Penny Parker Green had spent nearly her entire professional life at the Arc of Prince George’s County, starting out as a low-level counselor while she was in college and working her way up to become a high-ranking administrator in charge of operating the nonprofit organization’s 52 group homes, authorities said. Along the way, she claimed to have earned multiple advanced degrees while performing well in her day-to-day tasks, authorities said.

“People just thought the world of her,” said Mac Ramsey, executive director of the Arc, which serves people with intellectual and developmental disabilities.

In a conversation in February, though, Ramsey was tipped that Green might not have the education she claimed. As he probed further, he said, he found evidence that the problem went deeper.

Green, according to Ramsey and federal authorities, had been buying furniture and booking travel for herself, then leaving the Arc or its group home residents with the bills. She was arrested and charged in federal court last week with wire fraud.

“It was, quite frankly, shocking and unbelievable, because she was well liked by all of us,” Ramsey said. “We’re sitting here as an organization that works on behalf of people with disabilities and their families, and we let this go on in front of us.”

Before they turned the investigation over to police, auditors hired by the Arc of Prince George’s, a Largo-based group, found that Green had stolen between $136,598 and $166,137 from the organization and those in the homes it runs, according to an affidavit filed in federal court in Maryland. Using an Arc-provided credit card, funds from Arc bank accounts and petty cash, Green, 33, of Bowie, bought clothing, furniture and even a lavish trip for herself, then submitted forged paperwork suggesting the items were for group home residents, according to the affidavit.

In July, for example, Green used an Arc credit card to buy $266.85 in merchandise from Ashley Stewart in Oxon Hill, then claimed that the items were for two group home residents so their accounts would be debited, authorities said in the affidavit. In September, Green used an Arc credit card to buy $1,500.98 worth of furniture from Marlo Furniture in Forestville, again submitting false paperwork and debiting a resident’s account, the affidavit said.

In August 2009, according to the affidavit, Green booked a $1,264.94 vacation through Expedia, altering copies of the receipt to make it appear that the travel reservation was for two group home residents to go to Miami. According to the affidavit, Miami was a layover for Green and her husband on their way to Aruba, where they had booked a sunset sail and island tour.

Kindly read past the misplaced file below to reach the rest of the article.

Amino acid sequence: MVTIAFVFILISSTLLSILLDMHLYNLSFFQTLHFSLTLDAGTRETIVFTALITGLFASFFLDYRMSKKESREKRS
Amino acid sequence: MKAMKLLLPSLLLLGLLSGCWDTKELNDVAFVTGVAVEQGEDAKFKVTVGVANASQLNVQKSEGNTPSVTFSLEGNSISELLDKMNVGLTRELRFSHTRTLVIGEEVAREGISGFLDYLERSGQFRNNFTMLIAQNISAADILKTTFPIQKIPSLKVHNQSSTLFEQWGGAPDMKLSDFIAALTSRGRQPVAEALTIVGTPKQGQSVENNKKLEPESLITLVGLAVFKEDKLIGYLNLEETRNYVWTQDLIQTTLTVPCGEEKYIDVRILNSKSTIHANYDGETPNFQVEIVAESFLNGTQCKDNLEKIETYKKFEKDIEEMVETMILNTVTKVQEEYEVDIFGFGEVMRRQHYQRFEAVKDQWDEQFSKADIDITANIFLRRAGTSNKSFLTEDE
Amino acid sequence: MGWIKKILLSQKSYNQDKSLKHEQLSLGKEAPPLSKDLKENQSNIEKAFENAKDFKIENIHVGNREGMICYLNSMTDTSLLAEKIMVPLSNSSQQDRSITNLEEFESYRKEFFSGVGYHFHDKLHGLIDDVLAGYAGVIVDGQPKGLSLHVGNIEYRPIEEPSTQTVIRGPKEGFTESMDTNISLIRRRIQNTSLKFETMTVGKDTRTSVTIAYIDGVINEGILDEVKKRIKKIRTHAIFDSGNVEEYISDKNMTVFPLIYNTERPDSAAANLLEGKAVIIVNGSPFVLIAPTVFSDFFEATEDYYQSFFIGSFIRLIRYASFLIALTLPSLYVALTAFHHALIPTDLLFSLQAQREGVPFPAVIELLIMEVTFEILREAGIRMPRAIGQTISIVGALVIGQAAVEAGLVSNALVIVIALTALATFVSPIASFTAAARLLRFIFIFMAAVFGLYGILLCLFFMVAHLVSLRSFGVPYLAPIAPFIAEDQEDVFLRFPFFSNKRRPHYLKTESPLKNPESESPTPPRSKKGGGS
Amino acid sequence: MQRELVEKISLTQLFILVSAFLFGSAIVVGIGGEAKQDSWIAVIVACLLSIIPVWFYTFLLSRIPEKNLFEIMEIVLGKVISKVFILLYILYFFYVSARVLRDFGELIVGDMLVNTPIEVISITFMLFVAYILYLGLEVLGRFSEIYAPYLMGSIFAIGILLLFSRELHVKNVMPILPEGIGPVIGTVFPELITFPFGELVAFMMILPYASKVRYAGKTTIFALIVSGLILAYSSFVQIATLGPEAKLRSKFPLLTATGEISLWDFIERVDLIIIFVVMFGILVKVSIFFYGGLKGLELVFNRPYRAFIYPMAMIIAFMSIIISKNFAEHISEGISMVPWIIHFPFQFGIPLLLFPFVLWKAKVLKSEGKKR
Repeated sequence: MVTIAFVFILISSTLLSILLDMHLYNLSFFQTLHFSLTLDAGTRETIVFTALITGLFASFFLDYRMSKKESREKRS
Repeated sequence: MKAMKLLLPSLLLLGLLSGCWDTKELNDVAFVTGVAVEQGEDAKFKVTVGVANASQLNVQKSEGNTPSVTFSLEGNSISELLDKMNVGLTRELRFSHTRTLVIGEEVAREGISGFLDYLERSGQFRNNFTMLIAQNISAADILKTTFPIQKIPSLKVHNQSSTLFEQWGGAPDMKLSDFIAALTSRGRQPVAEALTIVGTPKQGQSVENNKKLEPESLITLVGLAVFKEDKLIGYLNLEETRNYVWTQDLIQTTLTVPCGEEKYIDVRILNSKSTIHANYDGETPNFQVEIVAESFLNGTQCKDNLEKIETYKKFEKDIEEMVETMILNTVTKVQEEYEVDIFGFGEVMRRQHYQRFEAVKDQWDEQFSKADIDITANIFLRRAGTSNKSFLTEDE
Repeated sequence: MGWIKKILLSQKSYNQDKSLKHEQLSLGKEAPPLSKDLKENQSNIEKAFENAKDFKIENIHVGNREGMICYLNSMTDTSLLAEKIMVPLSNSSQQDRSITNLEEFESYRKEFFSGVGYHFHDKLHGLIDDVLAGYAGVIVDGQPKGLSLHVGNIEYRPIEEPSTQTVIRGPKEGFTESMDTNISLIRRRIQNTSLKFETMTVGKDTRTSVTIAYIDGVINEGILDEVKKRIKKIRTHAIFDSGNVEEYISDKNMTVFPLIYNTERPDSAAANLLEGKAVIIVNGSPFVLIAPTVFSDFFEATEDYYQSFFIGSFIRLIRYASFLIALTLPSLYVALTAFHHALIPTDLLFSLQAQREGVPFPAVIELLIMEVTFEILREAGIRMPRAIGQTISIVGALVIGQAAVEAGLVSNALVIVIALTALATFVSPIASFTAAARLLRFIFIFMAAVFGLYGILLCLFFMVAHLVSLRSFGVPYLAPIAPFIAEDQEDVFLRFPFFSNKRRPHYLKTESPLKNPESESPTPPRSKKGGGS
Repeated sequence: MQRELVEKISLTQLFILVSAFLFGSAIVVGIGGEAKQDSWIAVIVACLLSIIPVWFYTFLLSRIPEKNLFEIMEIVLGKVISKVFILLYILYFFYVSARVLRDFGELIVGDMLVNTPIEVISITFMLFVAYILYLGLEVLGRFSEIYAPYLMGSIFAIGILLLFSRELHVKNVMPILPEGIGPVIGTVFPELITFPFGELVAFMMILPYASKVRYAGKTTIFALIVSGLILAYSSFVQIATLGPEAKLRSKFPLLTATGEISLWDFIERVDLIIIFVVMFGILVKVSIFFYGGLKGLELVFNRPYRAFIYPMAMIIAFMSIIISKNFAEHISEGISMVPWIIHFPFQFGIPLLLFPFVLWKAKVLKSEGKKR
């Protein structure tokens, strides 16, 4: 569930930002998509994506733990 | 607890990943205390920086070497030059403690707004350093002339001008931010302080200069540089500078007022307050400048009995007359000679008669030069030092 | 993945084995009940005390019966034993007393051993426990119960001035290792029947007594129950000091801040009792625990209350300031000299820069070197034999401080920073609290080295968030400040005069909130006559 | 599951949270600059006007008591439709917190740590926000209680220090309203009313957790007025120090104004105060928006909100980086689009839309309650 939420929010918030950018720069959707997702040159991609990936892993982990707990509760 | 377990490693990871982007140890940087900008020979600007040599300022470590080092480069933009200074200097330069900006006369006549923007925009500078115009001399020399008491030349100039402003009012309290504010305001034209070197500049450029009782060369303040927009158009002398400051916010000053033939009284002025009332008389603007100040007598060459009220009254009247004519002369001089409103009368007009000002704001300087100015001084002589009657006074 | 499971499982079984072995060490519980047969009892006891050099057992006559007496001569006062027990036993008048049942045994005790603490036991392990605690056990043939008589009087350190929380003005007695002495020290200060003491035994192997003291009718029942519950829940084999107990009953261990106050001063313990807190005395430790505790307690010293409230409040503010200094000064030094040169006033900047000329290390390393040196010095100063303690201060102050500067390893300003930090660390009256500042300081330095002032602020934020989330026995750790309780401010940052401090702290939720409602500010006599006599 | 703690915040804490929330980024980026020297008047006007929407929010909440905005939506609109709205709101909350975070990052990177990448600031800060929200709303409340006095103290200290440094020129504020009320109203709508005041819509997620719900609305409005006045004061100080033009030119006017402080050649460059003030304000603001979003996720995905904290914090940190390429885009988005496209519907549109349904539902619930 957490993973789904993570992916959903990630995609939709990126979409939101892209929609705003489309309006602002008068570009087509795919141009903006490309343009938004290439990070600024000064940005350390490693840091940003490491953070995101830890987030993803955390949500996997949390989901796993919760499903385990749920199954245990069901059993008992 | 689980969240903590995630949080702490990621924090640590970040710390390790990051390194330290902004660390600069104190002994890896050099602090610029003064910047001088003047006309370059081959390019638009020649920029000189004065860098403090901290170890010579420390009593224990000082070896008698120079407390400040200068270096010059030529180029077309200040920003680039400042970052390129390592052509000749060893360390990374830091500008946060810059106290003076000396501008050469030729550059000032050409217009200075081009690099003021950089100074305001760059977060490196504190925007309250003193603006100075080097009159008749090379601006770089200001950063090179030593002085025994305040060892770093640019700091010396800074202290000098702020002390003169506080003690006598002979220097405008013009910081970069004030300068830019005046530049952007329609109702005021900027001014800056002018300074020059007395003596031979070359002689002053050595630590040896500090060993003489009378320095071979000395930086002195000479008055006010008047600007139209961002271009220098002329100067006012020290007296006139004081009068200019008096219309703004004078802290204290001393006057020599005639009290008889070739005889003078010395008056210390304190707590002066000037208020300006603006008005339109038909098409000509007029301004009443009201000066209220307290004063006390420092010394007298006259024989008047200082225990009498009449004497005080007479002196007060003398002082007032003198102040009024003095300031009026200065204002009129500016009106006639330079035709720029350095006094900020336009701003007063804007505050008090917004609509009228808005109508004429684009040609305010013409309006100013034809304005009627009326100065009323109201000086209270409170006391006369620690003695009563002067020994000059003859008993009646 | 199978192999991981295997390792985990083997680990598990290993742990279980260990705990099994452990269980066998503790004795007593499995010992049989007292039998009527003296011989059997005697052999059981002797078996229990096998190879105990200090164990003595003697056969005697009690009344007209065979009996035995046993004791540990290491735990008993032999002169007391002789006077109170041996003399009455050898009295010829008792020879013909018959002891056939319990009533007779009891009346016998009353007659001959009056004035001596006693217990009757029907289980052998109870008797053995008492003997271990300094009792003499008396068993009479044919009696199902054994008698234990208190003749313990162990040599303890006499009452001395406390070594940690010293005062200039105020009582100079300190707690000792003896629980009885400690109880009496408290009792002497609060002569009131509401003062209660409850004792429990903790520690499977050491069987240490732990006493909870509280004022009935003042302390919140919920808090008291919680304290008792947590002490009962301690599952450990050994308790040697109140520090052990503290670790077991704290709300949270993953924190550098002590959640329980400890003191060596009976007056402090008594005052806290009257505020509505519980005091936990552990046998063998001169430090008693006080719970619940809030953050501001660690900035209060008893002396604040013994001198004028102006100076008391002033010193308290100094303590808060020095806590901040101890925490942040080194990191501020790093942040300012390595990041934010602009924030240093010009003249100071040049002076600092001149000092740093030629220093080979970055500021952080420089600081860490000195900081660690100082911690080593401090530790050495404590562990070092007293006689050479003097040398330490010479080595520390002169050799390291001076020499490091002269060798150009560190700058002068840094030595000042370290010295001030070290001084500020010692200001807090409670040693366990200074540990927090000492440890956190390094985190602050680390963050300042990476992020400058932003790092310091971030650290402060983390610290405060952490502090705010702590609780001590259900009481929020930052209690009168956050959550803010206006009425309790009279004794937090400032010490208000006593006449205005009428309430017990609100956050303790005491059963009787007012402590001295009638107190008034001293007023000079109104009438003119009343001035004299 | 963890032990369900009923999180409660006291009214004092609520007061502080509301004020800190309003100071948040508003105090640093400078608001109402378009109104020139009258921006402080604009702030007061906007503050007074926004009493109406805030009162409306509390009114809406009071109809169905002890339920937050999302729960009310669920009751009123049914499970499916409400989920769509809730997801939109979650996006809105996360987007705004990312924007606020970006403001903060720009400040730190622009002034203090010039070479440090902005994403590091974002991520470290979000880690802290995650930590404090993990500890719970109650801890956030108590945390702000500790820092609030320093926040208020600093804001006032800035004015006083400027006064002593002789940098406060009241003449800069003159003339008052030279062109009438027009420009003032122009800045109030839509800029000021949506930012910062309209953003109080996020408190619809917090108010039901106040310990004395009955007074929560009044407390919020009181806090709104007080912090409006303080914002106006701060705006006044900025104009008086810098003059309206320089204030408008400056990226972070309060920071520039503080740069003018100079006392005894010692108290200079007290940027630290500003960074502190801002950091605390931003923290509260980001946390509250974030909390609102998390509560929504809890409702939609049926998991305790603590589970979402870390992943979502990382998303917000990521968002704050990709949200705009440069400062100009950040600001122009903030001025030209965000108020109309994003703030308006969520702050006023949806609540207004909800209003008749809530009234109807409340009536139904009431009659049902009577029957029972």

Ramsey said that as the associate executive director for residential services, Green had “wide discretionary authority” to make purchases on behalf of the Arc and those in its group homes, and it would not be unusual for her to purchase clothing or vacations for residents. Six group home residents are listed as victims in the affidavit.

Ramsey said that residents whose accounts were charged falsely have been reimbursed and that the Arc sent a letter to family members letting them know what had happened.

Ramsey said he was first tipped something was amiss with Green — a 13-year employee — in a conversation with someone from George Mason University, where Green said she earned a doctorate in clinical psychology. Ramsey said he brought up Green — highlighting the good work she had done for the Arc — and the person claimed to have never heard of her.

Ramsey said he soon learned that Green had neither a doctorate from George Mason nor a master’s degree from Bowie State University — which she also claimed to have earned while working at the Arc. The advanced education was not required for Green’s job and earned her no extra pay. Ramsey said he put her on administrative leave and asked her to provide proof of the degrees. A few days later, he said, she resigned.

Federal authorities arrested Green last Wednesday, but she has since been released to her husband, court records show. She was ordered to turn in her passport, and her travel has been restricted to the Washington area.

Richard A. Finci, Green’s attorney, said he was reviewing documentation in the case and could not comment on the allegations against his client.